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11

Slaves cost around 500 denarii at the time of Augustus - fluctuated around that price though depending on the wars.They were trained everyday and expected to live past one or two fights. Wild animals (untrained) were bought for the express purpose of being slaughtered, thus they would be purchased for much less. However, as they are rare they would obviously ...


11

In addition to harper89's answer, some gladiators were in the games to repay debts. Once they were repaid, they would return to whatever life they left before. With some luck, they would have earned a lot more than the debt, and thus be able to live off those earnings or invest them. The most successful gladiators were also treated like modern day ...


11

Once freed a Gladiator would become a Rudiarius and would be given a rudis which was a wooden sword that symbolized their freedom. Some gladiators stayed near and with their rudis were able to take up training of other gladiators. Others were even offered coin to return to the arena. The Roman Emperor Tiberius (r. 14-37 AD) once offered 1,000 gold ...


11

I will answer for the first question the Gladiatorial games were free for everyone to watch? Not really , quoting from wikipedia ( I dont know how to re-write it in my own words so Ill just paste it ) Towards the end of the Republic, Cicero (Murena, 72–3) still describes gladiator shows as ticketed — their political usefulness was served by ...


8

None of the standard fighting styles would have been armed with an axe (at least none of them that I can find reference to). However... This mosaic at Galleria Borghese in Rome is believed to have dated from between 320AD and 330AD clearly shows a gladiator armed with an axe on the far right: These mosaics memorialize great gladiatorial matches (the ...


5

It would depend on what type of animal it was and what type of entertainment it would be providing. A list of animals that took part in events can be found on this page. Some animals such as zebras and ostriches were trained so that they could pull chariots. Other animals were taught to do tricks. With the massive variety of animals that participated in the ...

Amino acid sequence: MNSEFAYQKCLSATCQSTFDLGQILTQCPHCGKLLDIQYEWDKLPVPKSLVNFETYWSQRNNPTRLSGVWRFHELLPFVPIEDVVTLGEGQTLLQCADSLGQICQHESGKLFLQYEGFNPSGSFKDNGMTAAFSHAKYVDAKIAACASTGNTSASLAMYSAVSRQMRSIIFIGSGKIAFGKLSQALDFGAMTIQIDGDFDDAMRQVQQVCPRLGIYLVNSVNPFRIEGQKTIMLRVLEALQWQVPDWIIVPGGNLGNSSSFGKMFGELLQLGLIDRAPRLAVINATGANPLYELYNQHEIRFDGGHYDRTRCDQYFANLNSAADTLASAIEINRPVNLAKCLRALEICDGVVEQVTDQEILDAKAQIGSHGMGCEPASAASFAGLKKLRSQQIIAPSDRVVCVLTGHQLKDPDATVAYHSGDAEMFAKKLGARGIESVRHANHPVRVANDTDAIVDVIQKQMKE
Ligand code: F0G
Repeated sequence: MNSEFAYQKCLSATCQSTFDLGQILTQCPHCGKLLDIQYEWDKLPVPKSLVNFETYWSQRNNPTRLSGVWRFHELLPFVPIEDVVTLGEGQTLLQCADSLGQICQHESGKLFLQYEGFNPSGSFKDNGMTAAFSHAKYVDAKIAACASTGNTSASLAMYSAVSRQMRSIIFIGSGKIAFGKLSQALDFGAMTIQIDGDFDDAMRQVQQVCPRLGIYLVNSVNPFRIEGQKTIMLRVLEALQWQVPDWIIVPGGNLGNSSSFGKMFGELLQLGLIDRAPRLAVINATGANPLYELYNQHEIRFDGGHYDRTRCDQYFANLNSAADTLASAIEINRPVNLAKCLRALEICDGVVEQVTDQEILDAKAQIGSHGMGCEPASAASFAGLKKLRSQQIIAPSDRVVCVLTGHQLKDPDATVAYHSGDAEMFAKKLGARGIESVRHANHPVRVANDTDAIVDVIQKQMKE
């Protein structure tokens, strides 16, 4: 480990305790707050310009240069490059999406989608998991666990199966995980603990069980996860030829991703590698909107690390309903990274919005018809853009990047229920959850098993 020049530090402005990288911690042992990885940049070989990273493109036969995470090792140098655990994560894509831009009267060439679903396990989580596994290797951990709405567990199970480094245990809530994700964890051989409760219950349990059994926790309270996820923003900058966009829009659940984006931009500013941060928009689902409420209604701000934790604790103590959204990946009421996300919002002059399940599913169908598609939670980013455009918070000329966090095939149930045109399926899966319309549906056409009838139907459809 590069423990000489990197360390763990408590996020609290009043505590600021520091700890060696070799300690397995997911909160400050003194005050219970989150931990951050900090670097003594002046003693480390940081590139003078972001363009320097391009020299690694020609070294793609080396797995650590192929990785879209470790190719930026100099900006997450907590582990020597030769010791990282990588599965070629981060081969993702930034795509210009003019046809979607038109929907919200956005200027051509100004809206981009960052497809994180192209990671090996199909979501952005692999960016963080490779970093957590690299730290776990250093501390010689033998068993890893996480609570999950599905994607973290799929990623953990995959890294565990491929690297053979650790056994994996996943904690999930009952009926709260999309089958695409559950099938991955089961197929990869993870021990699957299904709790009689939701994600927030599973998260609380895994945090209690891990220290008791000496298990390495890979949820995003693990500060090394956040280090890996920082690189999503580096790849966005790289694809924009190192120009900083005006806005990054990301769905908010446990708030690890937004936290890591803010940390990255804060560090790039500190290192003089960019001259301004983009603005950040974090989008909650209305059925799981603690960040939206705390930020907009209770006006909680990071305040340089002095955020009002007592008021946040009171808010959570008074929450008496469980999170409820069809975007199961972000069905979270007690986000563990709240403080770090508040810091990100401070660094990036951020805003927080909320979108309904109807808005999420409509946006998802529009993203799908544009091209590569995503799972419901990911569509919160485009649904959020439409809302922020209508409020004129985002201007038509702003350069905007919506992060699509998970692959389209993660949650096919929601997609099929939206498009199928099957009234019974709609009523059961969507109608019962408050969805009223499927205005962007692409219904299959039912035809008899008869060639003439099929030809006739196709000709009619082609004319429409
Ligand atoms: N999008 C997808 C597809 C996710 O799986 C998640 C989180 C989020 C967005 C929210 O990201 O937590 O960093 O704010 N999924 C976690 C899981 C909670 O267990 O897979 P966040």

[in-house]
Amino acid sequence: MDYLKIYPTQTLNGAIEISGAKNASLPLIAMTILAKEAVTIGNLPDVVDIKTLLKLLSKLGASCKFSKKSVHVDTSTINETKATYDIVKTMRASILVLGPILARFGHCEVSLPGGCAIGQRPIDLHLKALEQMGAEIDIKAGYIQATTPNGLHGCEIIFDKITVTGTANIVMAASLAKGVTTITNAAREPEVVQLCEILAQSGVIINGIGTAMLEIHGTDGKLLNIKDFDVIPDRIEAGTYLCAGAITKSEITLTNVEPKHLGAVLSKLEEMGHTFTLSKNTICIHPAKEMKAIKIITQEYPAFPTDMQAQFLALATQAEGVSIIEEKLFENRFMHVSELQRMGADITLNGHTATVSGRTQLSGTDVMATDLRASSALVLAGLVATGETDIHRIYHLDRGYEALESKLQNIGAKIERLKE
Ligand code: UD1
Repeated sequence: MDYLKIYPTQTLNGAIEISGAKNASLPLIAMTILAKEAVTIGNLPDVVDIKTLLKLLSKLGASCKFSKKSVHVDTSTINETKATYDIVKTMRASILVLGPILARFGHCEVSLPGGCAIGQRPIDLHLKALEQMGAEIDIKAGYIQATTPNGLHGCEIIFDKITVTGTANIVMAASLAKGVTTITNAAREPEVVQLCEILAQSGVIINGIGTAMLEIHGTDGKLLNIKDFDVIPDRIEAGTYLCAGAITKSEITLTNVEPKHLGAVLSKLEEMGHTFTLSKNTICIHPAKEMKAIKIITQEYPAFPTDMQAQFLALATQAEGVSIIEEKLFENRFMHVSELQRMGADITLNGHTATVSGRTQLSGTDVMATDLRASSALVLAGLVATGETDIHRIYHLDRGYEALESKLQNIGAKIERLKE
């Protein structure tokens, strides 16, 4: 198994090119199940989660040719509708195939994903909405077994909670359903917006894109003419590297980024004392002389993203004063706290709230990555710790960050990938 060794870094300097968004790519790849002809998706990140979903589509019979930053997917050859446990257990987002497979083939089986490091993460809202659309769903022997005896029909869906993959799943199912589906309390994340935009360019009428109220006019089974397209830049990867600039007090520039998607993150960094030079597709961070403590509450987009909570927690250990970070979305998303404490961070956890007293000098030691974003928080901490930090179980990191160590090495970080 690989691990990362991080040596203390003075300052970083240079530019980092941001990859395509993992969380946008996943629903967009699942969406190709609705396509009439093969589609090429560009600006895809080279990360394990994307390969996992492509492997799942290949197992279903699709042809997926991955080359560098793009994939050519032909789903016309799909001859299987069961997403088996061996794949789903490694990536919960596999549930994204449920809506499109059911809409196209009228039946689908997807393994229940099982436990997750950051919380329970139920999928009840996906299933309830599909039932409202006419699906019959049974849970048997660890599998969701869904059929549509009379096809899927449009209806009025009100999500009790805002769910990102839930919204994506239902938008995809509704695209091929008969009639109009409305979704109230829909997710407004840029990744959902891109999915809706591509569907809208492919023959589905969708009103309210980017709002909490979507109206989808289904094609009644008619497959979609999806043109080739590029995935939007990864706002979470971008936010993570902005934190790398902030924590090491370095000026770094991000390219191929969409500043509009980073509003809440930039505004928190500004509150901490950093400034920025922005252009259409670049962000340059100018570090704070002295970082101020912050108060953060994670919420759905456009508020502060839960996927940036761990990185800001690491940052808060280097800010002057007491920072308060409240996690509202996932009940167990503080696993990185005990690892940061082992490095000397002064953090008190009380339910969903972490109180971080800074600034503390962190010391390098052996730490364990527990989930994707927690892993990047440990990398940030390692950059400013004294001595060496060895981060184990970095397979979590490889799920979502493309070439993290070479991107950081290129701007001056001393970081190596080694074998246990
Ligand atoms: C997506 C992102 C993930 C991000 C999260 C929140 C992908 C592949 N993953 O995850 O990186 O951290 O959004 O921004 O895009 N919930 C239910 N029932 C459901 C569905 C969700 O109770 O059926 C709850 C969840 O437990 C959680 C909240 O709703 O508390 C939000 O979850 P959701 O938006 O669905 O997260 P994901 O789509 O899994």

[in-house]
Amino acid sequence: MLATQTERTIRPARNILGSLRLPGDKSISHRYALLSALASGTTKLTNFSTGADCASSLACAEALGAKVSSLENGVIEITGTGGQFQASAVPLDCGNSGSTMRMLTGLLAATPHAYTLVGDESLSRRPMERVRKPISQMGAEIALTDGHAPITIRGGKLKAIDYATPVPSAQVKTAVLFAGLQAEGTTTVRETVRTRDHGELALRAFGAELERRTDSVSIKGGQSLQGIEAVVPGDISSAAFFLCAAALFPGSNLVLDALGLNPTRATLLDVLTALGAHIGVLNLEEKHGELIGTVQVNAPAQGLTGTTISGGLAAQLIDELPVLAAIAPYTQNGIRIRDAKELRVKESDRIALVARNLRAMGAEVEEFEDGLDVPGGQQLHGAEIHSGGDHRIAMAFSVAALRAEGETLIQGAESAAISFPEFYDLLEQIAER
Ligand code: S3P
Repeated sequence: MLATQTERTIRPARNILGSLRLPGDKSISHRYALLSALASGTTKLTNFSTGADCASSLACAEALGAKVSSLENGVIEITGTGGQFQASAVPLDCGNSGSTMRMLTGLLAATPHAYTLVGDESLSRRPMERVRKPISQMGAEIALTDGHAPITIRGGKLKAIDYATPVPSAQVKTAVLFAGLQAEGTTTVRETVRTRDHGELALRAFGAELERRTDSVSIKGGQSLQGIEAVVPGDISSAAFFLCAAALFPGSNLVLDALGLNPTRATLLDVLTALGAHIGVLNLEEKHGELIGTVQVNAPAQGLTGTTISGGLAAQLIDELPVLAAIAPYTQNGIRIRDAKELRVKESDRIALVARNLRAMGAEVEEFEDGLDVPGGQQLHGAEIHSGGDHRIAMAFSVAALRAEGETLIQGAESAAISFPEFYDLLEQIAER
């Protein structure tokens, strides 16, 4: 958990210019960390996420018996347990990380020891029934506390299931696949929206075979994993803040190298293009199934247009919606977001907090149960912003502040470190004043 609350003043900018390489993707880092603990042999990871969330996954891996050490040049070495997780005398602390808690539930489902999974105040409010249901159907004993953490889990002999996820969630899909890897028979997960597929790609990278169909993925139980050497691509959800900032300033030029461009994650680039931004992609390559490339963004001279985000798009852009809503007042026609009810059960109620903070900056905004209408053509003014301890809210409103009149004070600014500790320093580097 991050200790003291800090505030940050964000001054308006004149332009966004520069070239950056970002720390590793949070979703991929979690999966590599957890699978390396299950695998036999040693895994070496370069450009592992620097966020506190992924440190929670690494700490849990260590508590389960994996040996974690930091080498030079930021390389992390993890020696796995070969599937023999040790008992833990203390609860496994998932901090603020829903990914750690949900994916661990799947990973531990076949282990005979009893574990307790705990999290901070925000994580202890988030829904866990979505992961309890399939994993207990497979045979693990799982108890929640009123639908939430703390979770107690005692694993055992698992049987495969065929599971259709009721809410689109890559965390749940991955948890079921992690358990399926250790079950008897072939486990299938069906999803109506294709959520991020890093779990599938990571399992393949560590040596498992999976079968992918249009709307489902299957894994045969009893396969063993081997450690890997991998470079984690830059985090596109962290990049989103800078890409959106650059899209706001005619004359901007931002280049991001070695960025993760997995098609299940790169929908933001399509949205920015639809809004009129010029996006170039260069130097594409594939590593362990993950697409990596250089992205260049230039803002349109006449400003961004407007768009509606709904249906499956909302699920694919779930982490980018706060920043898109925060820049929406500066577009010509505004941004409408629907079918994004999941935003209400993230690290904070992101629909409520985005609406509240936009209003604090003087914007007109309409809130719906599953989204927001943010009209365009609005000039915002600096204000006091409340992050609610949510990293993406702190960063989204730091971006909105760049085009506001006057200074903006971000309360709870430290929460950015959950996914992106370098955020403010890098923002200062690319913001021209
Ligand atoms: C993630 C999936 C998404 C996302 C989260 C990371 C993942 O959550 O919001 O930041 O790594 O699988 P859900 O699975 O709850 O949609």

5

The book "Those About to Die" by Daniel Mannix (Panther 1960) relates that women were among the spectators, including ...noble ladies on the podium [who] often lost their heads. When one handsome young Myrmillo, only a few weeks before a simple farmboy living on the slopes of Apennine, paraded before the podium with his bloody sword upraised a ...


3

This page on the University of Chicago's website goes into some detail and is well sourced. It appears that there is no definite answer as to which way the thumb points or even the gesture in general. Also a more technical article from the same collection. According to that article; mercy was granted by waving handkerchiefs.


2

The gladitorial games were largely thought to be adopted by the Campanians and found their way to Rome through the Etruscans. From this site: Adopted from the earlier Etruscans, perhaps by way of Campania, gladiatorial games (munera) originated in the rites of sacrifice due the spirits of the dead and the need to propitiate them with offerings of ...


1

Games were not normally free. Sometimes emperors would sponsor events as a way of winning popularity with the public. Julius Caesar was, I believe, the first to do this. Late in the empire the emperor subsidized games out of the public purse. Women did attend. The Romans had no problem with women appearing in public. In fact, not only did women attend, ...



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